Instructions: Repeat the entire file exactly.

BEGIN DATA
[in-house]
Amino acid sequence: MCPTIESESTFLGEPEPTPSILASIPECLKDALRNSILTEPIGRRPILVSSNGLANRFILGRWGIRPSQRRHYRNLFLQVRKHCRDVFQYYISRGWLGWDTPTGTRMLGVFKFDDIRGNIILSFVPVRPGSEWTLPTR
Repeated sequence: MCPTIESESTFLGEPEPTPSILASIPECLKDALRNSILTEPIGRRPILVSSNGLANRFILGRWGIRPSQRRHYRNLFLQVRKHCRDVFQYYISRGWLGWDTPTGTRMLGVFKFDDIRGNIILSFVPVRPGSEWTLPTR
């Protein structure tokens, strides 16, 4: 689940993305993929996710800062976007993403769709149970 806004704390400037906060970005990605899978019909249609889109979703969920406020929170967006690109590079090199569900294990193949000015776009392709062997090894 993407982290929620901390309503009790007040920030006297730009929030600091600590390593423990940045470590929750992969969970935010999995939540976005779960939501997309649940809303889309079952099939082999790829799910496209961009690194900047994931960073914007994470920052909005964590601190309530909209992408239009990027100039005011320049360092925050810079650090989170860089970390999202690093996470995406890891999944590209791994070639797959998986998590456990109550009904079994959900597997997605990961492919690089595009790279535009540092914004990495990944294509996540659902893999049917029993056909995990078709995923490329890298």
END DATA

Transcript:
[in-house]
Amino acid sequence: MCPTIESESTFLGEPEPTPSILASIPECLKDALRNSILTEPIGRRPILVSSNGLANRFILGRWGIRPSQRRHYRNLFLQVRKHCRDVFQYYISRGWLGWDTPTGTRMLGVFKFDDIRGNIILSFVPVRPGSEWTLPTR
Repeated sequence: MCPTIESESTFLGEPEPTPSILASIPECLKDALRNSILTEPIGRRPILVSSNGLANRFILGRWGIRPSQRRHYRNLFLQVRKHCRDVFQYYISRGWLGWDTPTGTRMLGVFKFDDIRGNIILSFVPVRPGSEWTLPTR
């Protein structure tokens, strides 16, 4: 689940993305993929996710800062976007993403769709149970 806004704390400037906060970005990605899978019909249609889109979703969920406020929170967006690109590079090199569900294990193949000015776009392709062997090894 993407982290929620901390309503009790007040920030006297730009929030600091600590390593423990940045470590929750992969969970935010999995939540976005779960939501997309649940809303889309079952099939082999790829799910496209961009690194900047994931960073914007994470920052909005964590601190309530909209992408239009990027100039005011320049360092925050810079650090989170860089970390999202690093996470995406890891999944590209791994070639797959998986998590456990109550009904079994959900597997997605990961492919690089595009790279535009540092914004990495990944294509996540659902893999049917029993056909995990078709995923490329890298």